50th Anniversary of the Mechanical Mouse

On December 5th, 2016, some German organisations hold a colloquium at the University of Stuttgart, Germany on the 50th anniversary of the mechanical mouse.

Therefore, the colloquium not only featured the museum director, owner, and guide of his Mouse Museum (cringely called Mouse-oleum, I swear!), a part of the small Computer Museum at the University of Hamburg, Prof. Heinz Oberquelle.

But also the developer of the German claim to mouse history fame, Rainer Mallebrein, and a very early user of it (and its accompanying terminal), Prof. Rul Gunzenhäuser.

The object in question is the (internationally extremely unknown, and even in Germany only 2009 re-surfaced) “Rollkugel” (roll ball) Telefunken RKS 100-86 as an optional acessory to their vector graphics terminal SIG 100-86.


The story as told by Rainer Mallebrain goes like this. In the 1960s Telefunken (funded 1903, merged 1967 with AEG, something like the German General Electric) developed a vector graphics terminal to go with their TR440 Mainframe computer for the German Air Traffic Control. In order to let the traffic controller select the depicted planes directly, different interaction methods were discussed. A light gun like in the 1950s SAGE system seemed not to be ergonomical enough. So, the developers used a track ball (which preceded the invention of the mouse by 20 years). Telefunken now wanted to produce a “civilian” version of the graphics terminal (called SIG-100), especially for the (German) universities who already owned TR440 computers. The problem was that the universities were quite unwilling to use track balls because these devices were quite huge by today’s standards and required to drill a large hole into desks to accomodate them. So the Telefunken developers, just for that purpose, developed a device that also contained a (smaller) ball but could be moved on the desk: a mouse. This mouse was not called a mouse because there was no such concept at the time. In good German engineering tradition, the device was given an accurate, correct, and completely un-inspiring name: the roll ball or Rollkugel.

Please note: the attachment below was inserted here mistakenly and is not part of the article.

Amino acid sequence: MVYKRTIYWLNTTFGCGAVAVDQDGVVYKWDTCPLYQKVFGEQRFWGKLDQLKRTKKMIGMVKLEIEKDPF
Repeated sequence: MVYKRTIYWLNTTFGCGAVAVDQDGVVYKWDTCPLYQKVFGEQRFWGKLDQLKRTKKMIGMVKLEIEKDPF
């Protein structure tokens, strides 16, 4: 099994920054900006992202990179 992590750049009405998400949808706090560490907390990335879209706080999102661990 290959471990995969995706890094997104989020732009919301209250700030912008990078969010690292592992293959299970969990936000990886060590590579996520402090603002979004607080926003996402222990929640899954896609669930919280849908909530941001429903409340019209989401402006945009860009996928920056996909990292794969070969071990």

The Rollkugel (as dissected by a project at the University of Stuttgart that created a replica of the Rollkugel) does not contain any electronics, only two rotational sensors, the ball, a button, and some mechanics. The electronics that aimed at converting the electrical signals into a mouse position was contained in the terminal (which, in turn, was a not so small computer). The mouse cable was not coming out of the Rollkugel at the now traditional 12 o’clock, but at the 6 o’clock position. The Rollkugel was large (about the size of a halved grapefruit), and exactly half a sphere with the button at the top.

Prof. Gunzenhäuser (one of the first computer science professors in Germany) then talked about what they did with the Rollkugel in these early days. He explained that it took a while before the Rollkugel worked without errors. He recalled the first use of the Rollugel in his group was the development of a graphical chess system where the user could move the pieces using this device.

The Rollkugel was sold from 1968 which would make it 48 as of today, but the (not completely serious) explanation for the 50th anniversary was that they worked on it from 1966 on. It is not claimed that this is the first mouse (as Doug Engelbart’s mouse using two wheels) probably was developed earlier.


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